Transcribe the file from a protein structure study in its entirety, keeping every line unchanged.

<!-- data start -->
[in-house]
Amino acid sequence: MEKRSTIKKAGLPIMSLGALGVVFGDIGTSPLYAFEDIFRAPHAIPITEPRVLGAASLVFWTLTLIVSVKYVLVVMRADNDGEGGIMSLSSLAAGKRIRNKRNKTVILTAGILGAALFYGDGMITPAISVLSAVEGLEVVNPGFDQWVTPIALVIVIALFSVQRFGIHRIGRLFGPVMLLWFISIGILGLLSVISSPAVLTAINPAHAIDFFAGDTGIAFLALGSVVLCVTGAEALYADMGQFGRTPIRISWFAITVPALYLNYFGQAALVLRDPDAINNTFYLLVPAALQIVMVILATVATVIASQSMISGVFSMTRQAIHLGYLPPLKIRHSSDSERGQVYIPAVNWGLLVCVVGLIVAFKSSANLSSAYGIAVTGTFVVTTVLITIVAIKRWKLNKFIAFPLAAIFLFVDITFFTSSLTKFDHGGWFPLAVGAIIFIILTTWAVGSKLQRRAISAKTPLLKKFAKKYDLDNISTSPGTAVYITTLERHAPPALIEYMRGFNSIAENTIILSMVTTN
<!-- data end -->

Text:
[in-house]
Amino acid sequence: MEKRSTIKKAGLPIMSLGALGVVFGDIGTSPLYAFEDIFRAPHAIPITEPRVLGAASLVFWTLTLIVSVKYVLVVMRADNDGEGGIMSLSSLAAGKRIRNKRNKTVILTAGILGAALFYGDGMITPAISVLSAVEGLEVVNPGFDQWVTPIALVIVIALFSVQRFGIHRIGRLFGPVMLLWFISIGILGLLSVISSPAVLTAINPAHAIDFFAGDTGIAFLALGSVVLCVTGAEALYADMGQFGRTPIRISWFAITVPALYLNYFGQAALVLRDPDAINNTFYLLVPAALQIVMVILATVATVIASQSMISGVFSMTRQAIHLGYLPPLKIRHSSDSERGQVYIPAVNWGLLVCVVGLIVAFKSSANLSSAYGIAVTGTFVVTTVLITIVAIKRWKLNKFIAFPLAAIFLFVDITFFTSSLTKFDHGGWFPLAVGAIIFIILTTWAVGSKLQRRAISAKTPLLKKFAKKYDLDNISTSPGTAVYITTLERHAPPALIEYMRGFNSIAENTIILSMVTTN